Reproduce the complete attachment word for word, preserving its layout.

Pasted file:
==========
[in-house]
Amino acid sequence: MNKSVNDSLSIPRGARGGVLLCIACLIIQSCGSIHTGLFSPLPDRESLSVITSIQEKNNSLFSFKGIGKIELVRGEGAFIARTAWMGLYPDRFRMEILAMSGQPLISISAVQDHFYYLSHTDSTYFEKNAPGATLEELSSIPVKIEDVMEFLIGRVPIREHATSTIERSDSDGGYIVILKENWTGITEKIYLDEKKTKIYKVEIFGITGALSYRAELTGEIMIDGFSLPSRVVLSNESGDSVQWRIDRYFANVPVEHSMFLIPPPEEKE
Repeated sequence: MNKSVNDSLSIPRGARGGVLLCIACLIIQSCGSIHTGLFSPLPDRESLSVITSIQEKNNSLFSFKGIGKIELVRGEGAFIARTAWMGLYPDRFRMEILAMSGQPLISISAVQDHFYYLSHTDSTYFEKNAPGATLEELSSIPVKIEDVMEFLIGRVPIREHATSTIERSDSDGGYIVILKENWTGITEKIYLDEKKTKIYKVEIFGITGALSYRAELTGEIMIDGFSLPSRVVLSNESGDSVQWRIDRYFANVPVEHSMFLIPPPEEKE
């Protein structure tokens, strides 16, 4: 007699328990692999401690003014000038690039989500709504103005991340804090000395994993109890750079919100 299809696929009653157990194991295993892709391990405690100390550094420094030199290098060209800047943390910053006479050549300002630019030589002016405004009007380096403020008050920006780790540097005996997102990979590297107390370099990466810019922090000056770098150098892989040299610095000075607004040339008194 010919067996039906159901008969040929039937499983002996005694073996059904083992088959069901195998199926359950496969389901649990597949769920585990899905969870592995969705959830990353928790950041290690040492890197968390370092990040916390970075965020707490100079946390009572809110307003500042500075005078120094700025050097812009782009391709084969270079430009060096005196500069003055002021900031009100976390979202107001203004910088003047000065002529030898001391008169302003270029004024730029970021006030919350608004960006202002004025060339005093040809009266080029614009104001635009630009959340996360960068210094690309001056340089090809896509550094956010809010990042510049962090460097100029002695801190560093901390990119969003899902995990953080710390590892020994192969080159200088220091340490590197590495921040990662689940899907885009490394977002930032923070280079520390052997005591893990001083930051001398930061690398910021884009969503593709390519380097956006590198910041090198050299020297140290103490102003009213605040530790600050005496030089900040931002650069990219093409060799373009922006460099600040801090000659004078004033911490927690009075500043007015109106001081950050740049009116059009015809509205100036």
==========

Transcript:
[in-house]
Amino acid sequence: MNKSVNDSLSIPRGARGGVLLCIACLIIQSCGSIHTGLFSPLPDRESLSVITSIQEKNNSLFSFKGIGKIELVRGEGAFIARTAWMGLYPDRFRMEILAMSGQPLISISAVQDHFYYLSHTDSTYFEKNAPGATLEELSSIPVKIEDVMEFLIGRVPIREHATSTIERSDSDGGYIVILKENWTGITEKIYLDEKKTKIYKVEIFGITGALSYRAELTGEIMIDGFSLPSRVVLSNESGDSVQWRIDRYFANVPVEHSMFLIPPPEEKE
Repeated sequence: MNKSVNDSLSIPRGARGGVLLCIACLIIQSCGSIHTGLFSPLPDRESLSVITSIQEKNNSLFSFKGIGKIELVRGEGAFIARTAWMGLYPDRFRMEILAMSGQPLISISAVQDHFYYLSHTDSTYFEKNAPGATLEELSSIPVKIEDVMEFLIGRVPIREHATSTIERSDSDGGYIVILKENWTGITEKIYLDEKKTKIYKVEIFGITGALSYRAELTGEIMIDGFSLPSRVVLSNESGDSVQWRIDRYFANVPVEHSMFLIPPPEEKE
């Protein structure tokens, strides 16, 4: 007699328990692999401690003014000038690039989500709504103005991340804090000395994993109890750079919100 299809696929009653157990194991295993892709391990405690100390550094420094030199290098060209800047943390910053006479050549300002630019030589002016405004009007380096403020008050920006780790540097005996997102990979590297107390370099990466810019922090000056770098150098892989040299610095000075607004040339008194 010919067996039906159901008969040929039937499983002996005694073996059904083992088959069901195998199926359950496969389901649990597949769920585990899905969870592995969705959830990353928790950041290690040492890197968390370092990040916390970075965020707490100079946390009572809110307003500042500075005078120094700025050097812009782009391709084969270079430009060096005196500069003055002021900031009100976390979202107001203004910088003047000065002529030898001391008169302003270029004024730029970021006030919350608004960006202002004025060339005093040809009266080029614009104001635009630009959340996360960068210094690309001056340089090809896509550094956010809010990042510049962090460097100029002695801190560093901390990119969003899902995990953080710390590892020994192969080159200088220091340490590197590495921040990662689940899907885009490394977002930032923070280079520390052997005591893990001083930051001398930061690398910021884009969503593709390519380097956006590198910041090198050299020297140290103490102003009213605040530790600050005496030089900040931002650069990219093409060799373009922006460099600040801090000659004078004033911490927690009075500043007015109106001081950050740049009116059009015809509205100036």